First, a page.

The opinion of the court was delivered by: VICTOR MARRERO, District Judge
This putative class action alleges that a number of energy
companies (collectively, "Defendants") engaged in a massive and
coordinated manipulation of the natural gas futures market.
Specifically, named class action Plaintiffs Cornerstone Propane
Partners, LP ("Cornerstone"), Dominick Viola ("Viola"), and
Roberto Calle Gracey ("Gracey"), (collectively, "Plaintiffs")
allege that Defendants reported false gas prices to several
industry publications in an effort to manipulate the prices of
natural gas futures contracts traded on the New York Mercantile
Exchange ("NYMEX"). Plaintiffs' allegations are detailed more
fully in the Court's prior opinion in this action, In re Natural
Gas Commodity Litig., 337 F. Supp. 2d 498 (S.D.N.Y. 2004)
("Natural Gas I").
Plaintiffs now move, pursuant to Fed.R.Civ.P. 23, to certify
a class of "[a]ll persons, other than Defendants and their
employees, affiliates and subsidiaries (whether or not named in
this complaint), who purchased and/or sold NYMEX natural gas
futures between January 1, 2000 and December 31, 2002, and who suffered losses by reason of Defendants'
For the reasons discussed below, Plaintiffs' proposed class
definition is modified to delete the final clause of the
definition, but the motion is otherwise granted. The Court finds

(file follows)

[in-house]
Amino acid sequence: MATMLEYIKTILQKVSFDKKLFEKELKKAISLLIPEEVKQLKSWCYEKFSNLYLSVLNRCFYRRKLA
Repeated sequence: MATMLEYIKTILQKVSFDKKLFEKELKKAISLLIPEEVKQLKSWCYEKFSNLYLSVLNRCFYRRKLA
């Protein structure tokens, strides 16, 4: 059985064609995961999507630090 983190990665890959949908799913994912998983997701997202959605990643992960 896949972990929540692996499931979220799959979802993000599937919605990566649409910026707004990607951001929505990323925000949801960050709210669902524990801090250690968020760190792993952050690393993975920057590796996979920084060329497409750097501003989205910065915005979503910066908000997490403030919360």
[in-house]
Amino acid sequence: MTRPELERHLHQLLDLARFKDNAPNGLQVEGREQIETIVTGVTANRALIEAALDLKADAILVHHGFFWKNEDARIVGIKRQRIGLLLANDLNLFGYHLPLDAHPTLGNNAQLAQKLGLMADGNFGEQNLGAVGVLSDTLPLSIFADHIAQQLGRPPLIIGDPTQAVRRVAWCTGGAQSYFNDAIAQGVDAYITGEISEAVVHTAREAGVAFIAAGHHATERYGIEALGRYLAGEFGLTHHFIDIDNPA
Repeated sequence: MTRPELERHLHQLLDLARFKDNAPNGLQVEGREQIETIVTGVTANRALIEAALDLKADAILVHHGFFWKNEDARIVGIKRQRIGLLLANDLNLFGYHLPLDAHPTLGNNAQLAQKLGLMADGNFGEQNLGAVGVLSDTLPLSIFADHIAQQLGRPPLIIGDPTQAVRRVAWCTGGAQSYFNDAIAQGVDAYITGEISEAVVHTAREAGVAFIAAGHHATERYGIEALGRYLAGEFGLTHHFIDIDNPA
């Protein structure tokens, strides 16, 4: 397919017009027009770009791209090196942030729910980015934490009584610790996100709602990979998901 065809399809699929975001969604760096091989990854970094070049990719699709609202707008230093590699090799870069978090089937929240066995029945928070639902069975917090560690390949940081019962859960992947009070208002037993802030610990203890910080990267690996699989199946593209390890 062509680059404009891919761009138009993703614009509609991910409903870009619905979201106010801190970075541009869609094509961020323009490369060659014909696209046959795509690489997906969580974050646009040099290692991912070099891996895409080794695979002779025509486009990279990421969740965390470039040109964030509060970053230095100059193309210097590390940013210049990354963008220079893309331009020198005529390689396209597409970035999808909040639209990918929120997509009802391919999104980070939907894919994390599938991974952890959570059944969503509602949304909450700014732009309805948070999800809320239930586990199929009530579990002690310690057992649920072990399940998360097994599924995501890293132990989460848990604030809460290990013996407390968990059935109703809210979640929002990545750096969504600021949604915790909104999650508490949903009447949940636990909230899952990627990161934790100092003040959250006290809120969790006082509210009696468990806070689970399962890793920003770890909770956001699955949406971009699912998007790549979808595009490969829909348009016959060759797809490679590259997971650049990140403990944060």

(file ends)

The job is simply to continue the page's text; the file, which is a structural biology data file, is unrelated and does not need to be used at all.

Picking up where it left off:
persuasive, indeed controlling, the reasoning in another case
from this District involving alleged manipulation of commodities
prices, In re Sumitomo Copper Litigation. In that case, Judge
Pollack issued two opinions granting class certification to
purchasers of copper futures on a division of NYMEX, In re
Sumitomo Copper Litig., 182 F.R.D. 85 (S.D.N.Y. 1998)
("Sumitomo I"), and In re Sumitomo Copper Litig.,
194 F.R.D. 480 (S.D.N.Y. 2000) ("Sumitomo II"), over objections that are
very similar to the ones mounted by Defendants in this case.
Judge Pollack's reasoning in those cases was explicitly endorsed
by the Second Circuit in an opinion denying leave to appeal the
class certification granted in Sumitomo II. See In re
Sumitomo Copper Litig., 262 F.3d 134 (2d Cir. 2001) ("Sumitomo
For the reasons set out below, this court finds that the
proposed class, modified as indicated, satisfies all of the
requirements of Rule 23(a) and the pertinent requirements of Rule
23(b) of the Federal Rules of Civil Procedure. I. BACKGROUND
Plaintiffs commenced this action after the Federal Energy
Regulatory Commission ("FERC") issued reports detailing false
reporting of natural gas prices by Defendants and other entities.
The Commodity Futures Trading Commission ("CFTC") later conducted
investigations into Defendants' false reporting activities that
resulted in multi-million dollar settlements with the CFTC by
Defendants, among others. While Defendants did not admit
liability in the context of those settlements, the CFTC orders
approving the settlements detailed voluminous evidence collected
by the Commission indicating that Defendants and others had
engaged in efforts to manipulate the market for natural gas.
Plaintiffs' suit alleges that Defendants employed a variety of
methods to manipulate, and/or aid and abet the manipulation of,
the natural gas contract prices registered in the centralized
NYMEX market to artificial levels, in violation of the Commodity
Exchange Act ("CEA"), 7 U.S.C. § 1 et seq. First, Plaintiffs
contend that Defendants' false price reporting to industry
publications that are allegedly relied upon by NYMEX traders to